I started at Chronicle Books immediately after Simmons. After reading children’s books for two years, I felt like an expert. Soon I learned that working in publishing is very different than pursuing an academic degree! You can’t write flap copy [the descriptive text on the flaps of a dust jacket] as if it’s an academic essay — it’s about the consumer. I realized I had much more to learn!
Now, I’m aware of all the tools that Simmons gave me to do my job. I’m particularly grateful for the community I got from Simmons. During the pandemic, a group of alumnae/i from our program met once per week via Zoom. That community of people — designers, editors, writers, teachers — is my go-to for advice, troubleshooting, and mentorship. I also met one of my dearest friends at a Summer Institute; she’s also an alum, but our time at Simmons didn’t overlap. I’m not sure we would have found each other without the Simmons connection.
Tell us about the book you edited, Seen and Unseen: What Dorothea Lange, Toyo Miyatake, and Ansel Adams's Photographs Reveal About the Japanese American Incarceration, written by Elizabeth Partridge and illustrated by Lauren Tamaki
I read Elizabeth Partridge [author of Seen and Unseen] while at Simmons, and fell in love with her books. I was able to meet her in person at a bookseller’s conference and establish a relationship with her. Several years later, I contacted her about writing a book.
Originally, I approached her to write a picture book about her godmother, photographer Dorothea Lange. She originally said no, she’d already done several books on Lange. But then she went on to say that actually there was one group of Lange’s photos she was eager to explore further: Lange had photographed Japanese-Americans who had been incarcerated at Manzanar, California [from 1942-1945]. We wondered, what would a book about those photos look like?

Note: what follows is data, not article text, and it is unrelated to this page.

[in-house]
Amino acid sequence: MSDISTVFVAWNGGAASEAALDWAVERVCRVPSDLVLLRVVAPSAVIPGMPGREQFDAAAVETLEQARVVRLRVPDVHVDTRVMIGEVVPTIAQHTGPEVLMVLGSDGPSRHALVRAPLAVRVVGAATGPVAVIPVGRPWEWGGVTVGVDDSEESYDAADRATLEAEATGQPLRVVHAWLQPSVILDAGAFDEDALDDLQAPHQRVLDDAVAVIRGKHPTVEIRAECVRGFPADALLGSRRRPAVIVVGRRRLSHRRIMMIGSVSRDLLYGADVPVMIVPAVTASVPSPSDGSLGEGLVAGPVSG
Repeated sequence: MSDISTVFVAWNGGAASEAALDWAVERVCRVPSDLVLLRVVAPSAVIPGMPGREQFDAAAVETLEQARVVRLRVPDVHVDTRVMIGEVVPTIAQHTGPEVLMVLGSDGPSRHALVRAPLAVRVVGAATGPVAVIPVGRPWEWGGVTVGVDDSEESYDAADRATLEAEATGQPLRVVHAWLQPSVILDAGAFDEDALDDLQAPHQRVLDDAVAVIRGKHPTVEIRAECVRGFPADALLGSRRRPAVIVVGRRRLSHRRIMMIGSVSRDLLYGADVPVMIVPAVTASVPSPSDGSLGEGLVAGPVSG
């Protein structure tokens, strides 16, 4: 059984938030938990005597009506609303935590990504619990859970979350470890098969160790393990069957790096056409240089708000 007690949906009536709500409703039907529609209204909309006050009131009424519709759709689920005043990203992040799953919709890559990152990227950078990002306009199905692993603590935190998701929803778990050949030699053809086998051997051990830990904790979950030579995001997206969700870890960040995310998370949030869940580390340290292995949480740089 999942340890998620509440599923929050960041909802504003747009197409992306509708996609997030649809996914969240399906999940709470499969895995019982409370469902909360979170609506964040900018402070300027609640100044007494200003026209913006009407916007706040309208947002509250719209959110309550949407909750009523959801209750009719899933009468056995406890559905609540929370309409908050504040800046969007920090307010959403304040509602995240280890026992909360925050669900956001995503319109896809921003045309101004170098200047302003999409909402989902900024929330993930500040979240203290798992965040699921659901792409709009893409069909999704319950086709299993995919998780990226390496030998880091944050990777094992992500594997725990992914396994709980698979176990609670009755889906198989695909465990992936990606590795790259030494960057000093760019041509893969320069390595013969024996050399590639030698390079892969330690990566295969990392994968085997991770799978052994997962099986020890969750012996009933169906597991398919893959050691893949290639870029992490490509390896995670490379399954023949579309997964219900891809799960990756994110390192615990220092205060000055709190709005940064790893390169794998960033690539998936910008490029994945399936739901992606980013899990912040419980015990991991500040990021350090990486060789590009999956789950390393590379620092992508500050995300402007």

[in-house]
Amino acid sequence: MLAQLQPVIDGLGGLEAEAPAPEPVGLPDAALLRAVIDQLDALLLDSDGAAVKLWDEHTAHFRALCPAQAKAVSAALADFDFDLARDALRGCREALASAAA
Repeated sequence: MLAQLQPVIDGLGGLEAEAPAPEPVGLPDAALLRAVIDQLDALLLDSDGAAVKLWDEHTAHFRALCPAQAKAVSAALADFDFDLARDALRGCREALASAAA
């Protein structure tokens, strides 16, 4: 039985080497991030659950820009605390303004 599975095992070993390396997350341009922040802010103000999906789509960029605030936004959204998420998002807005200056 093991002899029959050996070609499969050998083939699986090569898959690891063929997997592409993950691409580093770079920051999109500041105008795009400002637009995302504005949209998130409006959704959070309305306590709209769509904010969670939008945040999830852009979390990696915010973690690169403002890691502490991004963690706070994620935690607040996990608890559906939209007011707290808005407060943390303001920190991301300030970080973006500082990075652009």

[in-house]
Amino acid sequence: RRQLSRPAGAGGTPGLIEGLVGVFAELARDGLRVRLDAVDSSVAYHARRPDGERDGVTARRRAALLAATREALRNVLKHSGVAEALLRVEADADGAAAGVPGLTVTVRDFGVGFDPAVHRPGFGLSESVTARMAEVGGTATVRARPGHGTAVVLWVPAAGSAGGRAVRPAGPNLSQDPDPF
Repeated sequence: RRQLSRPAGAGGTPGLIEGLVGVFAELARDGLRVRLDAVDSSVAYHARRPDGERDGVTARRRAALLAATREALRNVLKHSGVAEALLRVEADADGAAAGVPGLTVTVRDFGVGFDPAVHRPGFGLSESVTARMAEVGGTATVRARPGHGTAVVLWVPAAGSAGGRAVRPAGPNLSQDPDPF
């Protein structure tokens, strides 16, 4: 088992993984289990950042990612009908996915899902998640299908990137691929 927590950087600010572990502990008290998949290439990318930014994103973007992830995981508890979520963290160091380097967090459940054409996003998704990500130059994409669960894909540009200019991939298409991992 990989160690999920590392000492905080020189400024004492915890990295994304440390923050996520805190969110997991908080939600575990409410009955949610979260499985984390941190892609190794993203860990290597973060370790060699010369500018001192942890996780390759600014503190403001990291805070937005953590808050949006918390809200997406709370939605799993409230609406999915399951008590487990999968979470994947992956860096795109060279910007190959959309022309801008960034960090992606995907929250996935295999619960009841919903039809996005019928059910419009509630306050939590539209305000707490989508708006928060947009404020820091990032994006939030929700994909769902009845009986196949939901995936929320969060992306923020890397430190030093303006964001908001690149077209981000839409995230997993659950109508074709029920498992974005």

Lange had a friendship and rivalry with photographer Ansel Adams, who had also photographed Manzanar. When Lange was there, early in the incarceration, soldiers stood at her shoulder, and would not allow her to photograph barbed wire or guard towers or latrines. Adams, on the other hand, visited near the end of the incarceration with the goal of making the incarcerated look “American” and deserving of reintegration into American society. With this goal in mind, he took photos of children smiling at recess, while omitting the guard tower from the frame, or nuclear families posing together in front of their home, while omitting the rest of the barracks from the frame. Lange’s photography was censored by the military both during and after the photograph was taken, and Adams chose to censor himself.
The third photographer featured, Toyo Miyatake, was incarcerated at Manzanar and built his own camera from scratch, smuggling in film. From the inside, he was able to photograph things no one else could have — yes, latrines and guard towers, but also illicit fishing trips outside of the barbed wire confines of the camp, a group of men working together to pound mochi in the kitchen, and so much more. When you put the work of these three photographers together, you get the lens through which we remember the incarceration. It’s a lesson in media literacy, highlighting what is and isn’t shown in a photo, and how we remember and record history.
Our fact checker and proofreader for the project was another Simmons alum, Marie Oishi ’09MA. We took most of our classes together at Simmons, and later we were coworkers at Chronicle Books. Her father was born at an incarceration camp, so this project was close to her heart. I invited her to speak at the acquisition meeting, and though she has since moved to Abrams, she continued to freelance throughout the project.
I gave Cathryn Mercier, Professor and Graduate Program Director of Children's Literature and Acting Department Chair of Communications, an advanced copy of the book at the American Library Association (ALA) Conference in DC last summer , and she fell in love with it. I’m so grateful to her for being an early champion of the book. Earlier this year, the book was awarded the 2023 Robert F. Sibert Medal, a recognition for non-fiction children’s books. It was the first time a book I’d worked on had received a major ALA award.